For contemporary calligraphy artist Ghaleb Hawila of Lebanon, the nuqta is “the essence of calligraphy,” so much so that he devoted his 2018 exhibit to exploring how the dot could inspire new understandings of humanity’s relationship with the universe. In this collection, Hawila uses natural materials — untreated wood, cotton thread and light — to meditate on the notion of creation as a chain of divine manifestation. In particular, his installation titled “Human” leads one along such a path of thought. The wooden relief features the words “mukawan min al-kawn” (“made from the universe”), composed of dots and written in square “kufi” script. The phrase is repeated four times in a circular pattern that leads the viewer to the center of the piece, where more dots are set in a square configuration (like a “kaaba,” we’ve been circumnavigating). As viewers move toward the center, the dots grow higher and the relief deepens, leading us to an intense contemplation of existence and our singular place in it.
In the Ottoman Empire, calligraphy leaped forward so audaciously — on both the functional and aesthetic levels — that by its waning years, the thuluth and naskh scripts would reach what many believe to be the zenith of their development at the hands of master calligraphers like Mustafa Rakim (died 1826) and Muhammed Shawqi (died 1887). This was an era that saw the creation of the “tughra” (“sultan’s seal”), a sophisticated emblem that was used to sign the sultan’s communications and official decrees. The calligraphic design of the tughra was composed of visual elements holding great symbolic power: The two concentric loops on the left side denoted the Mediterranean and the Black seas, the bodies of water the sultan held sway over; the three vertical lines extending from the top of the design signified independence, while the lines protruding from the right side symbolized the might of the empire’s sword; and finally, the s-shaped curves crossing the vertical lines stood for winds blowing from east to west, the customary movement of the Ottomans.
It’s not difficult to see that this was also the period when the art of calligraphy lost its “Arabness” and was solidified as Islamic, pivotal to the cultural identity of a great empire that was in constant competition with the world, particularly on its western borders. As a result, calligraphy and other Islamic aesthetics — such as those expressed in the architectural designs of mosques and the art of manuscript illumination (known as “zakhrafa” or “tathhib” in Arabic) — became the visual signs of the empire’s might. If Western art excelled in reproducing humans’ image in frescoes on chapel ceilings or in sculptures of cold marble, aniconic Islamic art compelled its practitioners to seek innovative and abstract modes of creative expression. As the dominant strand of Islam at the time, Sufism — with its symbolic, metaphorical and philosophical language — was the prime engine for driving this innovation.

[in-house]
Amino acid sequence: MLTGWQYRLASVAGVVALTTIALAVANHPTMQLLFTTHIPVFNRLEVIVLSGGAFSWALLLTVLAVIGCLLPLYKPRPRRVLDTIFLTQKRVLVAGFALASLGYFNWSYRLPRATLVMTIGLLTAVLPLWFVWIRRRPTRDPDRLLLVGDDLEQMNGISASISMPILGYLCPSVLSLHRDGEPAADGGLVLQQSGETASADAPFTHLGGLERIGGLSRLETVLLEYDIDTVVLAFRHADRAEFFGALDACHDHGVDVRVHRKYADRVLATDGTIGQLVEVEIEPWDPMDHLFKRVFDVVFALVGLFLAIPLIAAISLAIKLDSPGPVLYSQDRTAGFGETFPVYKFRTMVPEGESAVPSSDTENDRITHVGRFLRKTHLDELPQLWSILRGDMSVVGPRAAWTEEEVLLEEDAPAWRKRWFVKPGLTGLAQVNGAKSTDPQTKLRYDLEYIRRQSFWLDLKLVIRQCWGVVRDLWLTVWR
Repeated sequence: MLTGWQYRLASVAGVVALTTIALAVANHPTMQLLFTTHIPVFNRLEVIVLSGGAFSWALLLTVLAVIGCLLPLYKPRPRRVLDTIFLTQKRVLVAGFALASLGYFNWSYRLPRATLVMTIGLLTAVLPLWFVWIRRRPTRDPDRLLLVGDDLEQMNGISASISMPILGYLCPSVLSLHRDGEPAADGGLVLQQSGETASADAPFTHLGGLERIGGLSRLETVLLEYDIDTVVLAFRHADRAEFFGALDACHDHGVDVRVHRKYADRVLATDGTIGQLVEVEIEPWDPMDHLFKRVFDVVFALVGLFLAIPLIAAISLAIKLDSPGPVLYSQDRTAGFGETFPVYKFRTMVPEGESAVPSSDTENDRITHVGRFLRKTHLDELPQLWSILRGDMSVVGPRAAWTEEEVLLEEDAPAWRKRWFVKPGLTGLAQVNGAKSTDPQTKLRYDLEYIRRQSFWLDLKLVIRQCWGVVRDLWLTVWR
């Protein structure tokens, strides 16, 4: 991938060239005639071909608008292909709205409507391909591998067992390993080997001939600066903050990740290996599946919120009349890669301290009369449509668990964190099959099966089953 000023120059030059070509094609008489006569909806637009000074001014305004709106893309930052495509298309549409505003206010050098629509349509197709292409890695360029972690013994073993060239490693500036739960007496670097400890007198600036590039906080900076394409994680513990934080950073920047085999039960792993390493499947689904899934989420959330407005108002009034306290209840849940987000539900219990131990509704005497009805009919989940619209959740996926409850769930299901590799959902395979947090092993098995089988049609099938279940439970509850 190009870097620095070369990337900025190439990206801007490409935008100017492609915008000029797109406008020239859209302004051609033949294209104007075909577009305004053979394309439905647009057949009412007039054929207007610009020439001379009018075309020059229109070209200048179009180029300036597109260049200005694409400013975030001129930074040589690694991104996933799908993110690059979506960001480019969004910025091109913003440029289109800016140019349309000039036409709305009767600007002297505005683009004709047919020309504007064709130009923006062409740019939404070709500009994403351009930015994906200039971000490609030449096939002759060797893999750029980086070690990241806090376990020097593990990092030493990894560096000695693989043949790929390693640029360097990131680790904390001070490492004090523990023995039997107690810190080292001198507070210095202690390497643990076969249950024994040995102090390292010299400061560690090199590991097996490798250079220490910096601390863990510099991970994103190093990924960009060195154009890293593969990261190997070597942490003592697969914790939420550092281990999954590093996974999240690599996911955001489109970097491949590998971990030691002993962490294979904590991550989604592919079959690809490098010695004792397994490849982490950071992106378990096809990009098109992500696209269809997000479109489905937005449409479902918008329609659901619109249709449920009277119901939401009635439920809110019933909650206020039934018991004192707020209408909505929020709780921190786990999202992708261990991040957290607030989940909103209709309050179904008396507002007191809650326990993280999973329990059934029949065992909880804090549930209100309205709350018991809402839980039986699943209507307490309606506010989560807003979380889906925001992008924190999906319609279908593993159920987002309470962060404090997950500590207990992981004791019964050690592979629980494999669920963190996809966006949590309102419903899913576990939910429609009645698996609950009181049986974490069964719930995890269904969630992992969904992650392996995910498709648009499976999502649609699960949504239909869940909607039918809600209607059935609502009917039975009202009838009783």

Already considered divine, calligraphy attained political cachet through its elevation by successive sultans. As many as 15 sultans were trained calligraphers, and the sultan’s calligrapher was a prized position in the “diwan” or “royal court.” This official interest in the art by the centralized authority of the sultanate pushed master calligraphers to develop new styles (such as diwani) as well as refine and elaborate existing ones.
Calligraphic innovations during this period began with Sheikh Hamdullah of Amasya (died 1520), whose style would endure for two centuries and earn him the moniker “father of Ottoman calligraphy” — as clear a sign as any of the desire to divorce the art from its Arab roots. When his childhood friend, the future Sultan Bayezid II, assumed the throne in 1481, Hamdullah was invited to take up the position of court calligrapher. Soon after, the sultan acquired several manuscripts by the last great Abbasid-era calligrapher, Yaqut al-Mustasimi (died 1298), and imposed upon Hamdullah to develop a new script inspired by the master’s work. Despairing at what he saw as an impossible task, the sheikh went into seclusion, during which time he claimed to have been taught new scripts in a vision (Sufism widely recognized the validity of prophetic dreams and personal witnessing). He emerged with a refinement of Mustasimi’s style that was more elegant and legible, leading it to become the standard script for writing the Quran.